How do you adjust to your diagnosis?
Posted 22 May 2009 - 11:44 AM
Posted 22 May 2009 - 11:56 AM
Welcome to the forum. You will find tons of support here and lots of information that will be helpful to you. I am recently diagnosed with SSc as well and have been through a similar emotional shock. It is normal. The good news this is a very individualized disease and it really runs the gamut how severe it will be for you. The thing you have to know is that it is very test and doctor intensive at first while they are checking all systems and finding what drugs you will need to manage the symptoms. My best advice is to find a rheumatologist that specializes in treating SSc. Take your time about reading too much. just do a little at a time. I am sure you will get lots of responses from folks on the forum and lots of support. For right now just relax and take in a little at a time. For most folks it is a pretty slow moving disease, so enjoy your life as much as you can for as long as you can.
Posted 22 May 2009 - 12:15 PM
Welcome to the ISN Sclero Forums. I am sorry to hear about your recent diagnosis, but believe me things will settle down for you after the initial shock. There aren't many of us who haven't been through the same sort of thing. It may be hard, but try not to panic. Scleroderma can play out differently for each person and there is no reason you can't continue to have a reasonably normal and long life. Relax a bit and wait for things to unfold with your doctor. It is good if you can see one of the scleroderma experts on this list by state.
One of our best pages to read for a newly diagnosed patient is our Emotional Adjustment and Scleroderma page, in particular the section on Coping with Scleroderma. While you are figuring things out, feel free to ask any questions that come to you. You will find we are a great support group. Everyone here will listen and understand and be ready to share information and lots of hugs.
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Posted 22 May 2009 - 02:25 PM
Welcome to our forum. You will make many new friends here that can help you deal with issues as they arise. Sometimes parents don't know how to react to our news. They don't expect to hear that you have something that you may not be able to recover from or something that could take your life before theirs. They also can only help you when and if you ask or need their help. Friends are the same way. If you need them they are there for you but until they see that you need them or you ask for their help they stand back and watch because they don't know what to do and maybe you are giving signals that you can handle things on your own. Everyone is learning with this illness. Be patient with those that don't understand what may or may not happen to you. Stay emotionally strong and live each day as a gift and be happy with that day.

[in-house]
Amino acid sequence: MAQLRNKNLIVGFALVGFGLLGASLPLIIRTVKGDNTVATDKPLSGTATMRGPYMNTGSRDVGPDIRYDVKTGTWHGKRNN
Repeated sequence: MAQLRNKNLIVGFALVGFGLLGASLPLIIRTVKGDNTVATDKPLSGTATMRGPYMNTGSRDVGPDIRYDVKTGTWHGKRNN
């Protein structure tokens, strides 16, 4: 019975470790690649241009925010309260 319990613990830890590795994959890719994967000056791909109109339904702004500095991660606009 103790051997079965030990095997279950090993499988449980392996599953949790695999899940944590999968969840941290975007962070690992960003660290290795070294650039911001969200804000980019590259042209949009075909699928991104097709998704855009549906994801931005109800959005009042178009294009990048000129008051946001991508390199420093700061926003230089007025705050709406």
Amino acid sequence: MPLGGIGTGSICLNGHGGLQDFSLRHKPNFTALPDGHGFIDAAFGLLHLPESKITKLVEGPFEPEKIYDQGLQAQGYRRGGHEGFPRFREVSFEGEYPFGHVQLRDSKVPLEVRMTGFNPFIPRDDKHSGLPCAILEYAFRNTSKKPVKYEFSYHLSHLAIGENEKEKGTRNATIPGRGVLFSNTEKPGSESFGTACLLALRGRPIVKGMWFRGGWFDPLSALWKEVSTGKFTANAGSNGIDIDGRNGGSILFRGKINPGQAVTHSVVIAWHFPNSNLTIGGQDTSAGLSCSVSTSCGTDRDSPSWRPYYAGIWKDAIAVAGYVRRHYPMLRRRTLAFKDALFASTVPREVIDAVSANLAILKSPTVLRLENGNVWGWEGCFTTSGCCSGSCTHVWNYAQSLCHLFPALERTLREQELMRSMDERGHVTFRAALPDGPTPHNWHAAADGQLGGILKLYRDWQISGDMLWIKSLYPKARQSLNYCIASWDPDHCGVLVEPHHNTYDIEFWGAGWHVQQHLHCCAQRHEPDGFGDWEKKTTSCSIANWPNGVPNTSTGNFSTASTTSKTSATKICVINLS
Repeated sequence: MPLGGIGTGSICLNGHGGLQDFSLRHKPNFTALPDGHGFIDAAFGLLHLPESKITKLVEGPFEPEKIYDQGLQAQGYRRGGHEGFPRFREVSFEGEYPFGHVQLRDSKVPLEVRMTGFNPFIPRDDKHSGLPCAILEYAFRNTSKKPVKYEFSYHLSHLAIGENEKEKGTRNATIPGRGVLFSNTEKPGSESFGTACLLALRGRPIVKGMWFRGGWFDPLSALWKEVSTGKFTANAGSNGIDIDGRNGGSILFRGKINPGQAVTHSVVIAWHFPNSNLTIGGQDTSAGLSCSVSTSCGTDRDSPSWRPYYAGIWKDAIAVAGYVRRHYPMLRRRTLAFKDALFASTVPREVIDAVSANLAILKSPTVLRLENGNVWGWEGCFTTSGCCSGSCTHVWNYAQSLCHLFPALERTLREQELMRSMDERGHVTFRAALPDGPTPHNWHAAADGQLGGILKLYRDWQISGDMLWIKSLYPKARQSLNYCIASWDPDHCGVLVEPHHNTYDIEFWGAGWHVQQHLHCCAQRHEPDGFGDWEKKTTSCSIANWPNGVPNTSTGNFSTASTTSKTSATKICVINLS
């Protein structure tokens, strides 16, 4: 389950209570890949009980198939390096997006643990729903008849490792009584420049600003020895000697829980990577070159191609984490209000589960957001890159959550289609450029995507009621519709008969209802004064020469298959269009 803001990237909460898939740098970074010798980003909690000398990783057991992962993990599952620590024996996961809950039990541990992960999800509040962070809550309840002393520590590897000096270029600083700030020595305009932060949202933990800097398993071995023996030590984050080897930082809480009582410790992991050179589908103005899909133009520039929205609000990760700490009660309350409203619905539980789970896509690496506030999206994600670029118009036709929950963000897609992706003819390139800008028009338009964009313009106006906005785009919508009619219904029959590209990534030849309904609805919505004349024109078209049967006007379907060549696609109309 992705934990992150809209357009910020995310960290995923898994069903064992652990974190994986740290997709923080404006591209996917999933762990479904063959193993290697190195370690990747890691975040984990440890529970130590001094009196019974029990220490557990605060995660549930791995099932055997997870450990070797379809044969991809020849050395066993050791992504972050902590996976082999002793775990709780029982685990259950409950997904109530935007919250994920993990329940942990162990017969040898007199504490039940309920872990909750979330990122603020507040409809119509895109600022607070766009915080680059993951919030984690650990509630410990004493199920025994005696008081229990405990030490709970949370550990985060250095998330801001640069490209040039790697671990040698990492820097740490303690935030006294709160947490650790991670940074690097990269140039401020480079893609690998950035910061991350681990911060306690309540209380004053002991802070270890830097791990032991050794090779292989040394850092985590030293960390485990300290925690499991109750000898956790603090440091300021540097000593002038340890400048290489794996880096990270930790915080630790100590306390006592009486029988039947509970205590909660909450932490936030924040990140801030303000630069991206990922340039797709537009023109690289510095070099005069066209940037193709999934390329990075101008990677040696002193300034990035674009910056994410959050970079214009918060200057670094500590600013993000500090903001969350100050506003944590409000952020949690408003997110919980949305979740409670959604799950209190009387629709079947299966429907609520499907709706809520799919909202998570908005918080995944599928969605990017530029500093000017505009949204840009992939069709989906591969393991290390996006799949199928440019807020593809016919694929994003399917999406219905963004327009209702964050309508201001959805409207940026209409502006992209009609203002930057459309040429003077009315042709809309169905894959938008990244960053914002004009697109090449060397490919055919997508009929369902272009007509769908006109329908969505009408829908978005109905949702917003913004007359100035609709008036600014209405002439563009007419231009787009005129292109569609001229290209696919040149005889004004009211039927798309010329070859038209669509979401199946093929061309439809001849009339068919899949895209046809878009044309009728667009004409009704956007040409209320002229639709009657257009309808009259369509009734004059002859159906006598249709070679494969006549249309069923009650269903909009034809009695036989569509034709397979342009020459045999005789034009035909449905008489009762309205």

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Posted 22 May 2009 - 03:12 PM
It's very important that you find a good rheumatologist with a good background in this disease. This website has listings of various sclero experts. Many doctors are ill-informed about this disease.
Best of Luck,
Posted 22 May 2009 - 06:07 PM
Welcome to the Forum! If I could invent one 'fantastical' thing, it would be that everyone diagnosed with any form of scleroderma would know about the International Scleroderma Network before they got the diagnosis.
To answer your first question: NO! Scleroderma is NOT always bad for everyone.
It's so scary to be told you have an illness that is generally portrayed as being very serious. As the others have already mentioned, everybody seems to be affected differently and it's not always awful. The first year or two seem to be the hardest from an emotional standpoint until you and your doctor have an idea of how things are going to go for you.
A positive attitude, a sense of humor, and a healthy dose of our wonderful ISN hugs will help you along. (We're prone to hugging, if you haven't already noticed.) You'll make lots of new and understanding friends, can vent anytime of the day or night, and ask almost any question and get an opinion from a Forum member's personal experience or directed to an article from reliable medical sources.
I noticed you haven't had a hug yet, so I'm sending you a big one and my warmest wishes.
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Posted 23 May 2009 - 12:26 AM
Well, you've gotten excellent advice as I knew you would from this forum. Key is a knowledgeable specialist in scleroderma to help manage any symptoms that may arise (if they do)... and I would strongly suggest to stay off the internet... did that, wouldn't do it again. Stick here and you will get factual and emotional support. Hope you keep us updated on your test results.
Posted 23 May 2009 - 02:27 AM
You've had great advice already and I totally agree with the use of humour as part of your coping strategy and I do think it's worthwhile to sit down on your own and actually think out what you can do to help yourself adjust.
When it comes to doctor appointments think about taking someone with you, writing out any questions before you see the doctor and remember to ask "why?" at the appointment because the minute you're out the door you'll wish you had. It's not always easy to do but it helps if we're our own advocates when dealing with the medical profession, doctors do their bit and we need to do ours.
If you want to know anything else about scleroderma do use this site. I did the whole trawling the internet thing and my oh my I don't have and probably will never have half the things I read about!
I'm sorry your husband didn't feel able to discuss your concerns with you, perhaps he may consider getting some support for himself? When my life changed thanks to diffuse systemic sclerosis so did my husband's.
Please keep us posted and take care.
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Posted 23 May 2009 - 06:06 AM
The first thing I learned is that YOU have to be your own advocate. What I mean is that if you have a hurt or a question you need to push to have it taken care of and answered. No one but you can direct your path in how you deal with and treat your disease. It took me a year of going from doctor to doctor to finally find out what was wrong. I went from hearing that maybe I had Lou Gehrig's; no it's MS; no it's Post-Polio; and alot of them that looked at me like there was nothing wrong. I knew my own body and knew something was really wrong and I finally got in front of a wonderful neurologist who was treating my numb hands and feet and wasn't happy with the "pieces of the puzzle" that didn't make sense. I owe him so much for finally figuring out what was wrong but if I hadn't stayed dilligent and fighting from doctor to doctor to find out what was wrong with me I have no idea where I'd be.